A folded dipole antenna is one of the simplest models of antenna designed for picking up electromagnetic radiation signals. It uses a single loop of wire bent back in on itself. Typically a folded dipole antennae resembles long, thin ovals. Calculating the optimal antenna length to pick up a certain frequency signal is fairly straightforward because antenna physics demand that the total length of wire used in the antenna be equal to one wavelength of the type of electromagnetic radiation it will be picking up. This means that the total length of the antenna (from tip to tip) should be equal to half the desired wavelength. By converting frequency (80MHz in this case) into a wavelength, you can thus obtain your antenna length.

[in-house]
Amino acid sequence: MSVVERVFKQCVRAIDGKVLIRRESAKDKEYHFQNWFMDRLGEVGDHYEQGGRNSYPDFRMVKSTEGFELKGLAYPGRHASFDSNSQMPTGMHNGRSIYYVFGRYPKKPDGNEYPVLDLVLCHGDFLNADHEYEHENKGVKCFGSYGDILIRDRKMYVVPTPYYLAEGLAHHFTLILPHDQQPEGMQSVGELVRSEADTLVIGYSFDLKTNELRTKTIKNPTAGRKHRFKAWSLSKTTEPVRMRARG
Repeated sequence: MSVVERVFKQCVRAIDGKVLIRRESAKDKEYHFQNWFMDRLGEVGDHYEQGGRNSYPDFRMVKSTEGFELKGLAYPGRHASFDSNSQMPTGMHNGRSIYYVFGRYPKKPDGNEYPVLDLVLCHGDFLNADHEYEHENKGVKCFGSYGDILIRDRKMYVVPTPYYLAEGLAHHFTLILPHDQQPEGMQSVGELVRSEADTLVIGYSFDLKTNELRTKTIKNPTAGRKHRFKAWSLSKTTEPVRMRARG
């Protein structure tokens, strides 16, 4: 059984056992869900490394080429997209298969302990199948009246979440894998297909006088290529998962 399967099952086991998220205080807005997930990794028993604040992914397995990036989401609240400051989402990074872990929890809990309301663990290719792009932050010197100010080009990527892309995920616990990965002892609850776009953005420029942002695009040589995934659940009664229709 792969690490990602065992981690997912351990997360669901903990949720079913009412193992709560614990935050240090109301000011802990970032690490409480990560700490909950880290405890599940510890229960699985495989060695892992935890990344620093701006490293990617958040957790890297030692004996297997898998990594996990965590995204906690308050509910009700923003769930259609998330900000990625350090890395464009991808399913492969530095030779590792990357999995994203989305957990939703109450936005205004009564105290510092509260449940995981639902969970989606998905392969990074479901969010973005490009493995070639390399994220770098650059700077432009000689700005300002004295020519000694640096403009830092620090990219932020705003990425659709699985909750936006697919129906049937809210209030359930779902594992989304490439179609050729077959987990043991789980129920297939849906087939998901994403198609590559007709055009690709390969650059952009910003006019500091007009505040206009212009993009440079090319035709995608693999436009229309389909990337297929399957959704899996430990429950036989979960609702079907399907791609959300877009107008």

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Note the wavelength-frequency relationship for electromagnetic radiation:
λ = c/f
where λ is wavelength (in meters), c is the speed of light (about 2.998 x 10^8m/sec), and f is the frequency (in Hz).
Convert the frequency 80MHz to Hz. One MHz is equal to 1 million Hz, so the following relationship holds:
80MHz = 80 x 10^6 Hz = 8 x 10^7 Hz
Plug 8 x 10^7 Hz in for f and 2.998 x 10^8m/sec in for c in the wavelength equation from Step 1. It should look like:
λ = (2.998 x 10^8m/sec)/(8 x 10^7 Hz)
Solve for λ. You get a value of about 3.747 meters.
Divide your λ value by 2 to obtain the tip-to-tip length of your folded dipole antenna. You should get about 1.874 meters--a little under six feet, two inches.
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